Your family cabin is often one of the most important assets in your estate plan. It's probably got generations of memories in its walls and you don't want a small lapse in judgment to take it away from your future generations. When you are a child, you spend your vacations at the cabin, spending time on a lake, doing all those fun things that make summers so memorable. And when you are young, you don't need to worry about things like who really owns the cabin and what is the plan for the cabin when Grandpa and Grandma pass away. It's a joy of childhood.
But as you get older, that issue can become an important one to deal with. Is there a long-term plan for the cabin to keep it in the family? Are there plans to sell it and do something else with the property? There are entire books on the subject of what you can do with that family cabin. However, I'm going to give you three quick things for you to think about when considering estate planning for your cabin.
3 Things To Consider
The planning that can go into a cabin's future can be extensive, but there are 3 things you want to consider:
- Make sure you're talking to the whole family ~ You don't want to create a plan where two or three family members never even knew what was coming. They didn't even know what was going on. They wanted to be in the family plan or, on the other side of things, maybe they live far away and it's too hard for them to get to the cabin and they just didn't want an ownership interest. Maybe they just like to come to visit sometimes.
- Make sure you plot out your plan for the future ~ Who's it going to? What's it going to look like in the future, who are going to be the owners, what are going to be their different roles? When the entire families has had this discussion, it can make the plan a lot simpler than simply Mom and Dad leaving a mess for the next generation to sort out.
- Create the plan.
From a legal standpoint, the most important question you have to figure out is how is the cabin going to be owned going forward?
Ownership of the Cabin
Just like any other piece of property, you can have different ownership structures. In the case of a family cabin, I often see three common structures:
- Direct Ownership ~ This is a common way, let's say mom and dad own it. They can use a Transfer on Death Deed and have it automatically go to their children, or Mom and Dad own the cabin with their siblings with a right of survivorship, meaning the last sibling to be alive owns the cabin. Or you can also use direct ownership for the shares to be passed along to the next generation from their parents.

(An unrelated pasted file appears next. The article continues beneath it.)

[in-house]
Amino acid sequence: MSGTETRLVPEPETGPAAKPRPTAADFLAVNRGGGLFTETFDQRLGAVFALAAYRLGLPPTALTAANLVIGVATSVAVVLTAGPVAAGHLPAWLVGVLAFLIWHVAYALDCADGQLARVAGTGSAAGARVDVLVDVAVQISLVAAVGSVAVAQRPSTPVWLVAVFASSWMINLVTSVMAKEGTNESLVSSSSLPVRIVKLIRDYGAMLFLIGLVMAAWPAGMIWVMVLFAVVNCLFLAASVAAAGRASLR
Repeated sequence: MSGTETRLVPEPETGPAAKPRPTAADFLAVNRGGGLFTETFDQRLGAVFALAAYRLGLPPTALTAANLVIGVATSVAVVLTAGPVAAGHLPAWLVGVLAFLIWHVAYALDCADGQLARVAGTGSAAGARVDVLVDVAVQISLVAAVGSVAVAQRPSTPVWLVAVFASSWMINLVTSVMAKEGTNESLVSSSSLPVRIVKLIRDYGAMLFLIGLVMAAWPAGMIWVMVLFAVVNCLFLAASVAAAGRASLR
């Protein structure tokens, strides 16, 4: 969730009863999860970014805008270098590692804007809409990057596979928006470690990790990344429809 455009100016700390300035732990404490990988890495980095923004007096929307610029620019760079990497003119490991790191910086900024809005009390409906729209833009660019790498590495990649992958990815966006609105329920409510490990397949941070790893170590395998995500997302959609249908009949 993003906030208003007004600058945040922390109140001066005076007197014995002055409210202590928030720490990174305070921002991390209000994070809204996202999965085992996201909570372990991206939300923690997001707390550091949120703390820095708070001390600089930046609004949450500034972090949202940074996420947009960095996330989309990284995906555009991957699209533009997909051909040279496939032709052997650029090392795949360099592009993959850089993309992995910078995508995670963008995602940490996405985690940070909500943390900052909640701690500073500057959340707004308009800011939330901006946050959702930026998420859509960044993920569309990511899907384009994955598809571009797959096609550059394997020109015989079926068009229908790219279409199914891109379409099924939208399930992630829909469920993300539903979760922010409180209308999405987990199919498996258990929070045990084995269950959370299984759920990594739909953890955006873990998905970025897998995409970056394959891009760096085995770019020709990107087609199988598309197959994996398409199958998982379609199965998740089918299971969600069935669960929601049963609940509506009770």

- Using a Trust ~ A trust is going to be a little more advanced and it's going to have a lot more rigidity. It's going to have a structure to it and the trusts are going to detail what happens with the cabin and how we divide things up. But it will also make sure to keep that cabin out of the probate court so we're not going to have to worry about a court coming in and possibly selling the cabin
- Using an LLC ~ This is a common way my clients do it. I think it's a great way if you're renting out your property is to put the property into an LLC. So you're creating a business an LLC, that will be the owner of the property. One of the primary advantages of this is that it can eliminate liability, so if somebody rents the property and is injured and sues the owners, they're not able to go after your personal assets. They're suing the LLC, and the assets of the LLC are usually going to be limited to the assets of the LLC (the property it owns). Another benefit of the LLC is that you can protect your name and privacy if that's something you're concerned about. You can take that rent that comes in and use that money to reinvest into the property without showing up on your tax return. And then of course, at the end of the day, it's a great way to this asset out of probate court. So rather than having individuals own this property when somebody dies, the probate court has distributed the LLC will have provisions about what happens when an LLC member dies, and what are the next steps. So you can just have that LLC membership being inherited from different members of the family, as opposed to having to go into the probate court if somebody dies.
If you're ready to discuss some options for your family cabin and how it should be a part of your estate plan, let's set up a Legal Strategy Session to discuss the best next steps for you and your family.